Culture: 71% of respondents that report their companies’ revenues are growing faster than competitors say their corporate cultures are highly aligned with their innovation strategy, compared with 53% of companies that report the same growth, and 33% of companies that report slower growth.

Leadership: 78% of companies reporting higher than peer revenue growth say their executive team is highly or closely aligned with R&D investment and innovation strategy, compared with 62% for same-growth companies, and 53% for slower-growth companies.

Regionally, the list reflects the continued dramatic rise of China-based companies — from 3% in the first High-leverage Innovators assessment in 2007 to 17% in 2017. Europe too increased significantly from 18% in 2007 to 30% in 2017.  The number of high-leverage innovators fell 45% for North American companies and 8% for Japanese companies.

By industry, the number of high-leverage innovators rose from 2007 to 2017 in telecommunications, consumer, healthcare, industrials, autos, and aerospace and defence, while the numbers fell in chemicals and energy, computing and electronics, and software and internet.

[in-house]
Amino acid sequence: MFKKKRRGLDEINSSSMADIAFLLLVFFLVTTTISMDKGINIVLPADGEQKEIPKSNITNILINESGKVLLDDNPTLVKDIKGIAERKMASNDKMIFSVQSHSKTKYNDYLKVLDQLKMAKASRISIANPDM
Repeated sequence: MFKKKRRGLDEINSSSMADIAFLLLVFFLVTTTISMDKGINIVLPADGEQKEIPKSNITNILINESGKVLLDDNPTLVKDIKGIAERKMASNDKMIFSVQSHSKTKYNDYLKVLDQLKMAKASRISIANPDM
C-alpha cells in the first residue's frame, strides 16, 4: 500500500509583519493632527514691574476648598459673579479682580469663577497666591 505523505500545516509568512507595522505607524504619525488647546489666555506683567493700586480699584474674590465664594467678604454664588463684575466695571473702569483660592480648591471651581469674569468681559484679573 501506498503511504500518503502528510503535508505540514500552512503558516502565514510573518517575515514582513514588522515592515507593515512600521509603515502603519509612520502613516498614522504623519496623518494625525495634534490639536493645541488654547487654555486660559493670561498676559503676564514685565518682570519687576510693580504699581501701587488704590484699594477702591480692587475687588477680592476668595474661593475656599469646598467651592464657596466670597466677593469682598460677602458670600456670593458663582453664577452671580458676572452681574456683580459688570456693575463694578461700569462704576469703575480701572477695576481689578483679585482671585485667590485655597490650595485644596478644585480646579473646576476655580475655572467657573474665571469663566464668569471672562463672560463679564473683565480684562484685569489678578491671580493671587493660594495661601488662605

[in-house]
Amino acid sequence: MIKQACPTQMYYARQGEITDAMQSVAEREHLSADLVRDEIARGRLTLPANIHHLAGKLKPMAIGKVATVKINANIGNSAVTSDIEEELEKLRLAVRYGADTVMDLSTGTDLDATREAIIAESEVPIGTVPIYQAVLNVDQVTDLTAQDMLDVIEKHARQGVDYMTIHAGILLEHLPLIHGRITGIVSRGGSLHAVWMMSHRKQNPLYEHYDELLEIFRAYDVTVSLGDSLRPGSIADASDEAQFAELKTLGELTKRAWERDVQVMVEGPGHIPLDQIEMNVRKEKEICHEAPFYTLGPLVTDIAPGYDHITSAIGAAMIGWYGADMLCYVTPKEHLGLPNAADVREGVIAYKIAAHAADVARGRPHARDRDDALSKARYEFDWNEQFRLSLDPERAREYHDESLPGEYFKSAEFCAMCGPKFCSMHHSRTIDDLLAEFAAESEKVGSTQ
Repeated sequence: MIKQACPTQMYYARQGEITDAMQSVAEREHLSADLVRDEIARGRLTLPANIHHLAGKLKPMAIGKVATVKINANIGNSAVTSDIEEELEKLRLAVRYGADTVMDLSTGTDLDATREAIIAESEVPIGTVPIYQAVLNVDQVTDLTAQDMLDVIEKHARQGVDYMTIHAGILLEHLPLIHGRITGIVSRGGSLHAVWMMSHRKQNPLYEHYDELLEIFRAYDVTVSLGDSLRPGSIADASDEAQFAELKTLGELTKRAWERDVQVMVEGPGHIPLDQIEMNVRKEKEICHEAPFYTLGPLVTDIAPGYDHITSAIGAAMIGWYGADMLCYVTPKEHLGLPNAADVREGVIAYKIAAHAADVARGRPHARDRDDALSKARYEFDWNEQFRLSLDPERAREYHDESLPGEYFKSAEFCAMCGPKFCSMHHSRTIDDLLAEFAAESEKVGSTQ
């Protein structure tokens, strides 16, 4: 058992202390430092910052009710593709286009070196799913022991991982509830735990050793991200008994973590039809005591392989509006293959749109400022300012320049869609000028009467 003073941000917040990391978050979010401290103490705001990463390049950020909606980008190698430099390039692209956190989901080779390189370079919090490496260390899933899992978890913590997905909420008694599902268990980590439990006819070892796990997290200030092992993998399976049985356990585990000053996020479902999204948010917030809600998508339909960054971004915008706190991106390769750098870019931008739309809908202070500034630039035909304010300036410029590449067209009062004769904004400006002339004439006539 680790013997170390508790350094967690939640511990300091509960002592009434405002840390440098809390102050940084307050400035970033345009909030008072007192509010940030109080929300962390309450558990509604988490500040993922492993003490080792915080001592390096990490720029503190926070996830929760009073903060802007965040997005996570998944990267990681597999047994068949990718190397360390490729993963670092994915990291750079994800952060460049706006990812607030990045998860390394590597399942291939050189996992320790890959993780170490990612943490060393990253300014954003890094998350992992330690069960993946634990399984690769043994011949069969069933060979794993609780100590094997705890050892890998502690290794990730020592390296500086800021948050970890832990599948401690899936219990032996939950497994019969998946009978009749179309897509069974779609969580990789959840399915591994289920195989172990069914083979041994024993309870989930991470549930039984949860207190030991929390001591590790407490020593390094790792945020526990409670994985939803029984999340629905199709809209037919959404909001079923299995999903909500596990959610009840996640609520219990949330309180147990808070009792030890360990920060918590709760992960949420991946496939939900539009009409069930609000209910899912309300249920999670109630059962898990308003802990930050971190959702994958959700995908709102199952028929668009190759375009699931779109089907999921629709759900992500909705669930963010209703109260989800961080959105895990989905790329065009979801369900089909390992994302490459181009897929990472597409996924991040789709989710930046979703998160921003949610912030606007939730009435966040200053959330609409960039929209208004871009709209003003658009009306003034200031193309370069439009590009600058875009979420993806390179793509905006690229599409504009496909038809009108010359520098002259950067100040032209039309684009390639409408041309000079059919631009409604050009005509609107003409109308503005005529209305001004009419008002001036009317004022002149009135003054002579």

Of over 1,000 companies examined across three distinct five-year periods ending in 2007, 2012 and 2017; only two companies attained the status of high-leverage innovator across the entire 15-year period:  Apple and Stanley Black & Decker.

Barry Jaruzelski, Principal, PwC US, Strategy& comments:“The success of these high-leverage innovators reaffirms a consistent finding of our study over time: there is no long-term correlation between the amount of money a company spends on its innovation efforts and its overall financial performance. Instead, what matters is how companies use that money and other resources, as well as the quality of their talent, processes, and decision making, to create products and services that connect with their customers unarticulated needs.”

Global Innovation 1000

The Strategy& Global Innovation 1000 study analyses spending at the world’s 1000 largest publicly-listed corporate R&D spenders and is now in its 14th year. Other key findings include:

  • Amazon maintained the top spot as the largest spender on R&D in the Global Innovation 1000 study, for the second year in a row. Sanofi and Siemens rejoined the Top 20 spenders globally.
  • Apple regains the top rank as the world’s most innovative company from Alphabet, while Netflix joins the top 10 most innovative companies list for the first time, according to a global survey of R&D leaders and managers.
  • The consumer industry overtook the software & internet industry for the first time in five years, experiencing fastest year-on-year growth in R&D spending (26% vs 20.6%)
  • Healthcare industry in on track to become the biggest R&D spending sector by 2020.
  • Computing & electronics, healthcare and automotive industries together represent 60% of global corporate R&D spending in 2018.
  • China and Europe saw increases in the number of companies in the Top 1000, while North America (-5%), Japan (-6%) saw decreases.